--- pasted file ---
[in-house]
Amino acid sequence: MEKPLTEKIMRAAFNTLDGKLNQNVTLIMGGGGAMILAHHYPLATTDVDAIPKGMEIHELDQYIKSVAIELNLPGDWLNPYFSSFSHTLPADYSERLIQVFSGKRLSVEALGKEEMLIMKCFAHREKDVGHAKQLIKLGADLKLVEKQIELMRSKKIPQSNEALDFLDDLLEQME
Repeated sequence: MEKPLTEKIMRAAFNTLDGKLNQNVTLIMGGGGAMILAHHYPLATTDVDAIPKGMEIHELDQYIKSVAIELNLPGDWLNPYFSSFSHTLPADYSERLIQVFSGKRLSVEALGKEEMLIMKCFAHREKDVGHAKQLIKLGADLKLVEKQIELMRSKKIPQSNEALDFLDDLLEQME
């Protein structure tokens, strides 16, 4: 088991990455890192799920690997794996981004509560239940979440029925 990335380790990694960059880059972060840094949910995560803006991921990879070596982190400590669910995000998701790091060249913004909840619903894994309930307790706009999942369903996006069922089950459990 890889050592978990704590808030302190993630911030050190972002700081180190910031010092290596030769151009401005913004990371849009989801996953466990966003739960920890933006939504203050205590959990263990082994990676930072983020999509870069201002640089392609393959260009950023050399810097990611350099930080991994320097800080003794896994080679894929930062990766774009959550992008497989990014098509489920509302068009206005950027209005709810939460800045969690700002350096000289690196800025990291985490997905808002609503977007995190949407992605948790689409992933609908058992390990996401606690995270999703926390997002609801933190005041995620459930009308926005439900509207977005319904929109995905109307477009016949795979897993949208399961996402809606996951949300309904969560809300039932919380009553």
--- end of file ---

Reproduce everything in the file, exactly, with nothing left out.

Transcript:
[in-house]
Amino acid sequence: MEKPLTEKIMRAAFNTLDGKLNQNVTLIMGGGGAMILAHHYPLATTDVDAIPKGMEIHELDQYIKSVAIELNLPGDWLNPYFSSFSHTLPADYSERLIQVFSGKRLSVEALGKEEMLIMKCFAHREKDVGHAKQLIKLGADLKLVEKQIELMRSKKIPQSNEALDFLDDLLEQME
Repeated sequence: MEKPLTEKIMRAAFNTLDGKLNQNVTLIMGGGGAMILAHHYPLATTDVDAIPKGMEIHELDQYIKSVAIELNLPGDWLNPYFSSFSHTLPADYSERLIQVFSGKRLSVEALGKEEMLIMKCFAHREKDVGHAKQLIKLGADLKLVEKQIELMRSKKIPQSNEALDFLDDLLEQME
């Protein structure tokens, strides 16, 4: 088991990455890192799920690997794996981004509560239940979440029925 990335380790990694960059880059972060840094949910995560803006991921990879070596982190400590669910995000998701790091060249913004909840619903894994309930307790706009999942369903996006069922089950459990 890889050592978990704590808030302190993630911030050190972002700081180190910031010092290596030769151009401005913004990371849009989801996953466990966003739960920890933006939504203050205590959990263990082994990676930072983020999509870069201002640089392609393959260009950023050399810097990611350099930080991994320097800080003794896994080679894929930062990766774009959550992008497989990014098509489920509302068009206005950027209005709810939460800045969690700002350096000289690196800025990291985490997905808002609503977007995190949407992605948790689409992933609908058992390990996401606690995270999703926390997002609801933190005041995620459930009308926005439900509207977005319904929109995905109307477009016949795979897993949208399961996402809606996951949300309904969560809300039932919380009553």